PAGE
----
BABYLON: Designer Ben Calhoun told the Chicago Tribune, quote, the hologram looks just like a real white woman holding a 2-year-old kid who's holding a puppy.
BABYLON: What cabdriver is going to ignore that? Admittedly, the trials of the prototype haven't gone so great. So far, Calhoun says, most cabdrivers slow down because they think you're trying to rob the white woman that's holding the toddler and the puppy.
BABYLON: Quote, I think it's time for us just to add a second puppy because people love puppies.
SAGAL: A device for black men to help them catch a cab by projecting the image of a white woman with a baby and a puppy. Your last story of a new gizmo comes from Paula Poundstone.
POUNDSTONE: What tech taketh away, tech giveth back - sort of. Many computer, slash, tablet, slash, smart phone users have lost, or never developed, social skills. One-on-one conversation has become a common fear. Speak by Intuitive Tech Incorporated aims to correct that problem. Speak tells the user what to say. The user wears an earpiece and a computerized programmable bracelet with which they select from a menu of settings where they might be in conversation and relationships of whom they might be in conversation with - fellow employee, boss, casual stranger, et cetera. The bracelet reads the pulse of the user and based on pulse, setting and relationship, it identifies the feelings of the user and tells them, through the headpiece, exactly what to say. Conversation prompts for potential romantic interest seems to be driving the most consumer traffic to the device. Common conversation prompts are I feel scared.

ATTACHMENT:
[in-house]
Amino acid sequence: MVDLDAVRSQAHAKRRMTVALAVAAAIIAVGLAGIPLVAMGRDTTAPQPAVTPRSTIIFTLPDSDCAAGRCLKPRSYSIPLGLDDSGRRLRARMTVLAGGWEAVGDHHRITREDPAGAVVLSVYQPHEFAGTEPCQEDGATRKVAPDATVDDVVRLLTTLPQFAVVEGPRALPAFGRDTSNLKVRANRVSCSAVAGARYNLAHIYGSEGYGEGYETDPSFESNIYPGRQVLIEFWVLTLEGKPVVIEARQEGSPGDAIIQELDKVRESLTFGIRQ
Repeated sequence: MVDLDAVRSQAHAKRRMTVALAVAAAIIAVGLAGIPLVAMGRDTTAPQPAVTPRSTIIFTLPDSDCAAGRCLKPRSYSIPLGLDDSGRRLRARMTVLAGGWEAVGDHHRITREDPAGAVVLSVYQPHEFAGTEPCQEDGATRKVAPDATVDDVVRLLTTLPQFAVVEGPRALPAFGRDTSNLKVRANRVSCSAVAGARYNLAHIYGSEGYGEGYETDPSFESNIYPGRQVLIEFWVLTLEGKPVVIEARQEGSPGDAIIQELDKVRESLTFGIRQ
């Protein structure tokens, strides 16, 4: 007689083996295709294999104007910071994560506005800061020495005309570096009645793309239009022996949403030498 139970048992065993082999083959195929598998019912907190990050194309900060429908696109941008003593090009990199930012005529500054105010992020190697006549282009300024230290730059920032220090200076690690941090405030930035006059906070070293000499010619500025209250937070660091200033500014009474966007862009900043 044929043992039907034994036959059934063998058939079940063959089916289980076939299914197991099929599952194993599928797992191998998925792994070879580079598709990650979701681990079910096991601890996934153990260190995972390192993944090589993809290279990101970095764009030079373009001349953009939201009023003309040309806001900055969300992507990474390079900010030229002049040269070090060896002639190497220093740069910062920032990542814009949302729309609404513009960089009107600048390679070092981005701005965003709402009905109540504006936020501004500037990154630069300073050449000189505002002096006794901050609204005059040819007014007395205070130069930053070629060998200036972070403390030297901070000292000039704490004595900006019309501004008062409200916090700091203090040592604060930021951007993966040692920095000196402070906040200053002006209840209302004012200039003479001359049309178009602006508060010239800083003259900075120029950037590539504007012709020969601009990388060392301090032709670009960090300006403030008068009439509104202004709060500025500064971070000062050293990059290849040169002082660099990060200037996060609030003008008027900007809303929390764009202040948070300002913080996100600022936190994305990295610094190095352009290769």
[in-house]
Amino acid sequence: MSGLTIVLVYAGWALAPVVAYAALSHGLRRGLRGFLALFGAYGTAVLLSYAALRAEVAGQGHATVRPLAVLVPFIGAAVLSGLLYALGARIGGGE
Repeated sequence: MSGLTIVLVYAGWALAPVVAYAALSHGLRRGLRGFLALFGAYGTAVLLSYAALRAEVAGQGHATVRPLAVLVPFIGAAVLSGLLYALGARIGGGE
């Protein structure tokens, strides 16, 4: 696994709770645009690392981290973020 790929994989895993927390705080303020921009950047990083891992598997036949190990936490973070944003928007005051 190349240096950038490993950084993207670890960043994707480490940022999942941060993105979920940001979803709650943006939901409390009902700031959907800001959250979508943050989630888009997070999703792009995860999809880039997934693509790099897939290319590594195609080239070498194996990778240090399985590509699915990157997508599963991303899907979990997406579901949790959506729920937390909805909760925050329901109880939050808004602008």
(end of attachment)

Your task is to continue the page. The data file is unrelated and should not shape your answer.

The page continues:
POUNDSTONE: I find you quite attractive. I've never talked to a woman without my smart phone before.
POUNDSTONE: Except when my mother cleaned my room. And then I have my computer. Designer Rusty Frank uses the device herself. When asked how she felt about it's success, however, she said, hold on, I have to put this thing in my ear.
SAGAL: All right.
SAGAL: If you were walking the floor of the CES in Vegas this week you would've seen one of these. Was it from Amy Dickinson, Belty, the smart belt that knows when to unbuckle when you've had a big meal? From Brian Babylon, a projector for black men to help them catch a cab? Or from Paula Poundstone, Speak, a device that tells socially awkward tech nerds what to say to other human beings? Which of these is a real device soon to be on the market?
SCHMIDT: I'm going to go with number one.
SAGAL: You're going to go with Belty?
SCHMIDT: With Belty, yes.
SAGAL: That would be Amy's story of the smart belt that expands and contracts without you needing to go to the trouble.
SCHMIDT: Yeah, I can see people buying that.
SAGAL: All right. We actually were able to speak to one of the people behind this amazing new gadget.
KC CASSILY: It will automatically loosen when you sit down or tighten when you stand up. If you eat a big meal, it also loosens to maintain that level of comfort.
SAGAL: Congratulations, you got it right. That was KC Cassily. She's the U.S. consultant for Emiota. That's the company that makes Belty, the new smart belt. Congratulations. You did get it right. But more importantly, you have won our game, and you will be going home, virtually, with Carl Kasell's voice on your voicemail. So well done, congratulations.
SCHMIDT: Yay, oh, I'm so pleased..
DICKINSON: Thank you.
(SOUNDBITE OF SONG)
UNIDENTIFIED MAN: (Singing) Moving up baby. Moving up baby. And now throw your love on me.